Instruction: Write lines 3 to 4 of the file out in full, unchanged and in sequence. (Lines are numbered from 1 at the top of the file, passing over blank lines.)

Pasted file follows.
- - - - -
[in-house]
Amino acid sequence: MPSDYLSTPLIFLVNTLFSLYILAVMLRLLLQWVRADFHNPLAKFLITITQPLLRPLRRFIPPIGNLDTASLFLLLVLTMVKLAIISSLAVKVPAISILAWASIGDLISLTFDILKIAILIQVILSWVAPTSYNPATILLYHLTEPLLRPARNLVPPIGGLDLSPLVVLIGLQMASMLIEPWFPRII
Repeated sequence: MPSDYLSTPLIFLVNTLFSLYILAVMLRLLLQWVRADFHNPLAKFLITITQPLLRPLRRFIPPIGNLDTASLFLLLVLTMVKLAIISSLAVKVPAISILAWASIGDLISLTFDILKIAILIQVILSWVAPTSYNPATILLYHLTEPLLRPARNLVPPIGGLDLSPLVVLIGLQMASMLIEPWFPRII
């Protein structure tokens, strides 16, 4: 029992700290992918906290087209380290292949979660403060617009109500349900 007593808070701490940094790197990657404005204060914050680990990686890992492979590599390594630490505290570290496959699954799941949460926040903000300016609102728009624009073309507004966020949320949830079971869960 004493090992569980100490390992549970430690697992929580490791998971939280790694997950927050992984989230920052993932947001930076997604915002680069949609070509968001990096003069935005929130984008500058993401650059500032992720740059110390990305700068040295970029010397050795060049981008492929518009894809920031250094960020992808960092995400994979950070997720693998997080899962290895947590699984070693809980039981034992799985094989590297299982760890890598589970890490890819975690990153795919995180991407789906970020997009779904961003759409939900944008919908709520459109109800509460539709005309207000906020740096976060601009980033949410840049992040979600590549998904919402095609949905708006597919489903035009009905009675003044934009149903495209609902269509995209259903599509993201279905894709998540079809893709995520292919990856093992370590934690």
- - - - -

Repeated sequence: MPSDYLSTPLIFLVNTLFSLYILAVMLRLLLQWVRADFHNPLAKFLITITQPLLRPLRRFIPPIGNLDTASLFLLLVLTMVKLAIISSLAVKVPAISILAWASIGDLISLTFDILKIAILIQVILSWVAPTSYNPATILLYHLTEPLLRPARNLVPPIGGLDLSPLVVLIGLQMASMLIEPWFPRII
């Protein structure tokens, strides 16, 4: 029992700290992918906290087209380290292949979660403060617009109500349900 007593808070701490940094790197990657404005204060914050680990990686890992492979590599390594630490505290570290496959699954799941949460926040903000300016609102728009624009073309507004966020949320949830079971869960 004493090992569980100490390992549970430690697992929580490791998971939280790694997950927050992984989230920052993932947001930076997604915002680069949609070509968001990096003069935005929130984008500058993401650059500032992720740059110390990305700068040295970029010397050795060049981008492929518009894809920031250094960020992808960092995400994979950070997720693998997080899962290895947590699984070693809980039981034992799985094989590297299982760890890598589970890490890819975690990153795919995180991407789906970020997009779904961003759409939900944008919908709520459109109800509460539709005309207000906020740096976060601009980033949410840049992040979600590549998904919402095609949905708006597919489903035009009905009675003044934009149903495209609902269509995209259903599509993201279905894709998540079809893709995520292919990856093992370590934690």